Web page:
Horses are majestic creatures indeed. If you have a horse to care for, or you’re interested in keeping one, then there is a lot to know. Horses need a lot of attention, care and love in order to thrive.
As an equestrian, you will want to find out everything you can think of about horses. If you’re a horse lover, then you’ll want to know everything about their health, anatomy, and behaviors that you can.
One of the many interesting questions we get about horses is whether they can throw up or not. So, this guide is all about whether horses can vomit or not, and what to do if they do. So, can horses throw up?
Can Horses Throw Up?
The short answer to this question is that no, horses cannot throw up. This is due to the way that the digestive system of a horse is designed, as it makes it near impossible for them to be sick or throw up naturally.
If a horse does throw up, which is incredibly rare, then it is a sign that there is something seriously wrong with the horse, and this is typically a fatal problem.
As humans, we throw up for a range of reasons. We can throw up if we have an upset stomach, if we ingest something we shouldn’t and if we feel anxious, dizzy or nervous.
So, this is why it is so surprising to us that horses do not have that natural reflex that we do. So, why is this the case, and why can’t horses throw up?
Why Can’t Horses Throw Up?
Horses cannot throw up simply because their bodies have evolved that way. In the wild, horses would need to run in order to escape predators, and when they run, the intestines move and hit the stomach.
If this happened to another animal, then this would typically trigger a vomiting reflex, but obviously, horses run often, so a sensitivity to vomiting would not benefit them or keep them alive if being chased by a predator.
In addition to this, horses do not regurgitate their food, and so they do not need the ability to vomit in order to survive.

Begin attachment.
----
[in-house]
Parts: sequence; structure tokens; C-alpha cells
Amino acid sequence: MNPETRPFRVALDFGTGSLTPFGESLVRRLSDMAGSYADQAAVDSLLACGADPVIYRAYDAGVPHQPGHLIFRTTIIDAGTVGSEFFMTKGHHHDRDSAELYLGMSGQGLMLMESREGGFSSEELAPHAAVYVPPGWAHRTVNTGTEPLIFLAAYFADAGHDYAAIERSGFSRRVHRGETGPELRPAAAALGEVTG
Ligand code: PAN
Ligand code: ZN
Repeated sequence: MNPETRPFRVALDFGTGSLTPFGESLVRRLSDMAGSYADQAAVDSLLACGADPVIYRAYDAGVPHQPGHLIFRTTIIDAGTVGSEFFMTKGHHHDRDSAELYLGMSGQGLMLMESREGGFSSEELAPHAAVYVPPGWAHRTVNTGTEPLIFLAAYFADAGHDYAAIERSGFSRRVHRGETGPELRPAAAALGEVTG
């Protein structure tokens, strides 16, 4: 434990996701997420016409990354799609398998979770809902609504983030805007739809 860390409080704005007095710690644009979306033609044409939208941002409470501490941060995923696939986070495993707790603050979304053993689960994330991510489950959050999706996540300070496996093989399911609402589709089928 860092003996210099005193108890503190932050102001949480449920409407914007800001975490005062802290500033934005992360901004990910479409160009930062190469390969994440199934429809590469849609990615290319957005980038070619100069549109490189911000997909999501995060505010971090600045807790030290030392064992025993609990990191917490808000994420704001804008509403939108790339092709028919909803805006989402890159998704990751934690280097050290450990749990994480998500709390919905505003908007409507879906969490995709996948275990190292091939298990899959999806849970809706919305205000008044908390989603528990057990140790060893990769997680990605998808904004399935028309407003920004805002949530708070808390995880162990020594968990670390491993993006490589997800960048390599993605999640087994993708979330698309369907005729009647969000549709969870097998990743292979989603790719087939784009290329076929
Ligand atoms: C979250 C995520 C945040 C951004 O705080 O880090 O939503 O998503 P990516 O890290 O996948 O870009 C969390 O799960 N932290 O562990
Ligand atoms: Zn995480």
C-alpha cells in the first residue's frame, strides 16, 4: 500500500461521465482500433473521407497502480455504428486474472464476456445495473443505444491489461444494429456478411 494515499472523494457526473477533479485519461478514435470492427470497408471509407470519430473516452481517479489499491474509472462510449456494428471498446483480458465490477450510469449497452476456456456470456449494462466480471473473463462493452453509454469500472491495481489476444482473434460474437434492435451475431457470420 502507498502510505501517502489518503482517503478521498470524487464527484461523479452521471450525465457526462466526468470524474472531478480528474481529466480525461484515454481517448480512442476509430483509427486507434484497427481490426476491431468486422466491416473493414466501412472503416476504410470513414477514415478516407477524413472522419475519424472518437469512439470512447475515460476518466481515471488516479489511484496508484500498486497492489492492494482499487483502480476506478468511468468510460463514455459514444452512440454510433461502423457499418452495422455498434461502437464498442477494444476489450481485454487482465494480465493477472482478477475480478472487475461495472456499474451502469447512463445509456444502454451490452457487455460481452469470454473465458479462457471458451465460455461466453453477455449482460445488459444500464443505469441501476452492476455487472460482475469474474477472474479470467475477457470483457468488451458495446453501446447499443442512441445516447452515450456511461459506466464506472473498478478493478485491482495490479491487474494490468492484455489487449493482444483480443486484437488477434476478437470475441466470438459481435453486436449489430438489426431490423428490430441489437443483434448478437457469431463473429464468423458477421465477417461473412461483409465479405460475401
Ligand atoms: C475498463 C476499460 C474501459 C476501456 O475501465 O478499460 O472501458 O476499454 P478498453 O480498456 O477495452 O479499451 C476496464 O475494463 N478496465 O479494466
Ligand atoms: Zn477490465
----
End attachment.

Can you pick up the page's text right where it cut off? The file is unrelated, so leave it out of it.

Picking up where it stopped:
They are also very picky eaters, and only graze on pasture land, making it rare that they come into contact with toxic products that they would need to throw up.
As a horse swallows its food, it goes down the esophagus and into the stomach. Inside of the horse is an esophageal sphincter muscle.
This muscle will become relaxed when a horse is eating, so that food can enter the stomach.
Due to the fact that this muscle is so strong in a horse, and the positioning of the stomach, there is no way that the valve can open backwards and allow food to come back up.
What this means is that their bodies are also designed so that food can only go downwards, rather than upwards. Horses have muscles in their stomachs that make it impossible for the valve to open in order for vomit to come up and out of the body.
Horses may sometimes appear to vomit, but this is mostly a case of the horse choking, and the food or substance coming back up from the esophagus.
In a similar way, it may appear that a horse is vomiting, but they may regurgitate when incredibly unwell, as the muscles can loosen and food can ooze from the mouth. Whilst it looks like vomiting, it is not physically possible for a horse to vomit.
The Problem With Not Being Able To Throw Up